Title: Addressing Modern Slavery
Author: Justine Nolan and Martijn Boersma
Published: September 2019
Publisher: New South Books
Addressing Modern Slavery by Justine Nolan and Marijn Boersma offers a birds-eye view of modern slavery. The work exposes the flaws in global supply chains and speaks on how societies and individuals can quit being complicit.
In Australia, we often view access to globally sourced goods as an enhancement to our quality of life.
However, the people making these goods don’t always have the same experience. Nolan and Boersma, both academics, take this reality and contextualise how unconscious consumer behaviours are linked to, and indeed drive, modern slavery.
Addressing Modern Slavery explores the pervasiveness of exploitation. For example, the expensive tech products so often bought, replaced and upgraded in Australia contain rare earth elements mined by children in the Democratic Republic of Congo (and elsewhere). However, a lack of transparency and accountability means that many consumers – even socially conscious consumers – remain unaware.
Addressing Modern Slavery outlines the roles civil society, business and consumers can play in bring modern slavery to an end. Each of the five chapters examines an aspect of modern slavery – its global nature, the implications of lengthening global supply chains, the emergence of corporate social conscience, the place of law and regulation in tackling modern slavery and the parts of society at the front of the fight against it.
The point of the book is that knowing more about modern slavery will help to stifle it. Readers are prompted to reconsider their brand loyalties and policy preferences regarding ethical accountability of supply chains. What the reader chooses to do next is up to them, be it on a smaller scale through company boycott or on a larger political scale of activism or regulatory changes within business.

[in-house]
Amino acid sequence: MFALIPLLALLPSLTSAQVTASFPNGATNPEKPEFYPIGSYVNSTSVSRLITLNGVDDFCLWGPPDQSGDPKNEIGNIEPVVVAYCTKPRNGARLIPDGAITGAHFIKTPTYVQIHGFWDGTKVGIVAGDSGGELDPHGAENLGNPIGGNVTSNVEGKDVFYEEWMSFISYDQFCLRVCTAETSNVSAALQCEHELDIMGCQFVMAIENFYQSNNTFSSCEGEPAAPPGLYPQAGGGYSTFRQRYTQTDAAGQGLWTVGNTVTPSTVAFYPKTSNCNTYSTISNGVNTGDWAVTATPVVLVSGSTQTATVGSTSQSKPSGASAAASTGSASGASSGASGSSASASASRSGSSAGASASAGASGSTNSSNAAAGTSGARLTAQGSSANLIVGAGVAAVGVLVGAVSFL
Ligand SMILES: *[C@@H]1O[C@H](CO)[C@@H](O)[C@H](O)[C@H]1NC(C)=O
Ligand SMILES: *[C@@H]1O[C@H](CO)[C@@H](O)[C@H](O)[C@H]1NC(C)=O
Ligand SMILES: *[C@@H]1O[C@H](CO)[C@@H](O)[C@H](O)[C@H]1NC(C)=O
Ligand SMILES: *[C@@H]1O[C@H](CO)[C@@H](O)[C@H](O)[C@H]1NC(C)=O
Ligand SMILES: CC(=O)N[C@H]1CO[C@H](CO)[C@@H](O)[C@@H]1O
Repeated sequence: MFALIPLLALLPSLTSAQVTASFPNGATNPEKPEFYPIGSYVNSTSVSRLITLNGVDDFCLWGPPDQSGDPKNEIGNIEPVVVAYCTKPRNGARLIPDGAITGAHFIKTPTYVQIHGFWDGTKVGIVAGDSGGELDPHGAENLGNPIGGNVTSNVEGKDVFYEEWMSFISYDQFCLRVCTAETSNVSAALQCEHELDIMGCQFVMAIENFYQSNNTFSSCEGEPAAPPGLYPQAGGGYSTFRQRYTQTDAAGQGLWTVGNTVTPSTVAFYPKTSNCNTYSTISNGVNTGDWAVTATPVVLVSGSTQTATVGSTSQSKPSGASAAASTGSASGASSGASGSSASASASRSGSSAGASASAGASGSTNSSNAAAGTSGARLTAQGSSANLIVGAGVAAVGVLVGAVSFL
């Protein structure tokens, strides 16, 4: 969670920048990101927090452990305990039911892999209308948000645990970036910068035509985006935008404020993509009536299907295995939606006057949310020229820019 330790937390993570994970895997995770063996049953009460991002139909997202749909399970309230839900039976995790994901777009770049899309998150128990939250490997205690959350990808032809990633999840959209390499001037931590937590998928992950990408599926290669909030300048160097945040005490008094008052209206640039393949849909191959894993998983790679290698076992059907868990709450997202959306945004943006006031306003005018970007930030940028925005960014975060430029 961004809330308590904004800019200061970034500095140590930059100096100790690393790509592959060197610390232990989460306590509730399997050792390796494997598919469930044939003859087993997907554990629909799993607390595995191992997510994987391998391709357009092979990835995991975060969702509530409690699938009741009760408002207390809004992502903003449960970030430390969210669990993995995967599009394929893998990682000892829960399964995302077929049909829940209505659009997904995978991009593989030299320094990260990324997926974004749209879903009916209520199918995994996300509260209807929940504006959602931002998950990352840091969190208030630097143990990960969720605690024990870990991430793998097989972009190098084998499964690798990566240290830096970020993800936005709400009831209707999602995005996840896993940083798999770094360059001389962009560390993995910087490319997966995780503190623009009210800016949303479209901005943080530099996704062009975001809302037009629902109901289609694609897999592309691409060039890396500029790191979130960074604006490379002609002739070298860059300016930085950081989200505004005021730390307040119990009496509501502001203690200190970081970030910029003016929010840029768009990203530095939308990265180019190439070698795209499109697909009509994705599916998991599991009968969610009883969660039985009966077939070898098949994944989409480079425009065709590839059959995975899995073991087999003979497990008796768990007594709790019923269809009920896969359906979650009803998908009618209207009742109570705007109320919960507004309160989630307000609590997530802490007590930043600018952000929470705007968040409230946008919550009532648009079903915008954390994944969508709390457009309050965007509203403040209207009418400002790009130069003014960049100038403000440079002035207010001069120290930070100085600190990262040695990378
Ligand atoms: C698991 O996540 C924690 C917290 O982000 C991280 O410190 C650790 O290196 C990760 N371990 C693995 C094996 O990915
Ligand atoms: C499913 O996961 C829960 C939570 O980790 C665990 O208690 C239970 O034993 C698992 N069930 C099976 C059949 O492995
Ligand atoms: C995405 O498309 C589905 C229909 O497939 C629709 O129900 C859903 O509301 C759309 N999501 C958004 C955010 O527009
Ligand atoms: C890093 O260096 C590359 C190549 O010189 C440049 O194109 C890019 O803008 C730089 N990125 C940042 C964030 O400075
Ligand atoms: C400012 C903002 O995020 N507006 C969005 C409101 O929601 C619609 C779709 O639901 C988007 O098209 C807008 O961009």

The research is grounded by statistics and brought to life by case studies, and despite the academic nature of the work it has an emotional impact. The case studies of modern slavery personalise what could otherwise seem too abstract for an Australian audience. For example, the reader is asked to consider a car wash service. If you are getting your car washed and the number of people washing the car on minimum wage is not what you pay for that car wash, you can be sure exploitation is occurring.
While the work does not provide a step by step guide for how-to-end modern-slavery, it demonstrates the enormity of the problem and indicates the need for reform.
If you are not already concerned by global inequality and opaque supply chains, you should be. Addressing Modern Slavery provides all the evidence you need.
Reviewed by Violette Bagot, a student in RMIT University’s Bachelor of Arts (Creative Writing) as part of the RMIT Reviews series.